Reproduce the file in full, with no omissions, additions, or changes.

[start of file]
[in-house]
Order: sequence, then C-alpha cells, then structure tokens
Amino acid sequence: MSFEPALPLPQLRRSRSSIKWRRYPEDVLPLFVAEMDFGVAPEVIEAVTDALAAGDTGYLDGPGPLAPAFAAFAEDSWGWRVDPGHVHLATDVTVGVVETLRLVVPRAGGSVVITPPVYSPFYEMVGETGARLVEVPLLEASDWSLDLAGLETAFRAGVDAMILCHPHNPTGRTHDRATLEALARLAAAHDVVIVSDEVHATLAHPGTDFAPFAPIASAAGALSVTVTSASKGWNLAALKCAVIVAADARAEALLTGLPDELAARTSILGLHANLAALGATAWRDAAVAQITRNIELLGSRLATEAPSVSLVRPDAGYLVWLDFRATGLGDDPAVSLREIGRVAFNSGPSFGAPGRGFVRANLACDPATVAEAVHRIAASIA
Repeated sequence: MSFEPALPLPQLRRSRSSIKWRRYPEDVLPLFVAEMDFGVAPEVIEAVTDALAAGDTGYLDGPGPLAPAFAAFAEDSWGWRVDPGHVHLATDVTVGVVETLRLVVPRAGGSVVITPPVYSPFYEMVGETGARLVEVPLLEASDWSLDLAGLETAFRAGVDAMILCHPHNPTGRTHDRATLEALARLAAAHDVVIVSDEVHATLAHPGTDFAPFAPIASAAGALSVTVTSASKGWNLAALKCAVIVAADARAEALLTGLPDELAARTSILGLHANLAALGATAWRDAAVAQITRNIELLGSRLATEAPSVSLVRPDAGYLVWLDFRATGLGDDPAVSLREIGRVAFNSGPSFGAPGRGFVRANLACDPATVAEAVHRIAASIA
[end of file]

[in-house]
Order: sequence, then C-alpha cells, then structure tokens
Amino acid sequence: MSFEPALPLPQLRRSRSSIKWRRYPEDVLPLFVAEMDFGVAPEVIEAVTDALAAGDTGYLDGPGPLAPAFAAFAEDSWGWRVDPGHVHLATDVTVGVVETLRLVVPRAGGSVVITPPVYSPFYEMVGETGARLVEVPLLEASDWSLDLAGLETAFRAGVDAMILCHPHNPTGRTHDRATLEALARLAAAHDVVIVSDEVHATLAHPGTDFAPFAPIASAAGALSVTVTSASKGWNLAALKCAVIVAADARAEALLTGLPDELAARTSILGLHANLAALGATAWRDAAVAQITRNIELLGSRLATEAPSVSLVRPDAGYLVWLDFRATGLGDDPAVSLREIGRVAFNSGPSFGAPGRGFVRANLACDPATVAEAVHRIAASIA
Repeated sequence: MSFEPALPLPQLRRSRSSIKWRRYPEDVLPLFVAEMDFGVAPEVIEAVTDALAAGDTGYLDGPGPLAPAFAAFAEDSWGWRVDPGHVHLATDVTVGVVETLRLVVPRAGGSVVITPPVYSPFYEMVGETGARLVEVPLLEASDWSLDLAGLETAFRAGVDAMILCHPHNPTGRTHDRATLEALARLAAAHDVVIVSDEVHATLAHPGTDFAPFAPIASAAGALSVTVTSASKGWNLAALKCAVIVAADARAEALLTGLPDELAARTSILGLHANLAALGATAWRDAAVAQITRNIELLGSRLATEAPSVSLVRPDAGYLVWLDFRATGLGDDPAVSLREIGRVAFNSGPSFGAPGRGFVRANLACDPATVAEAVHRIAASIA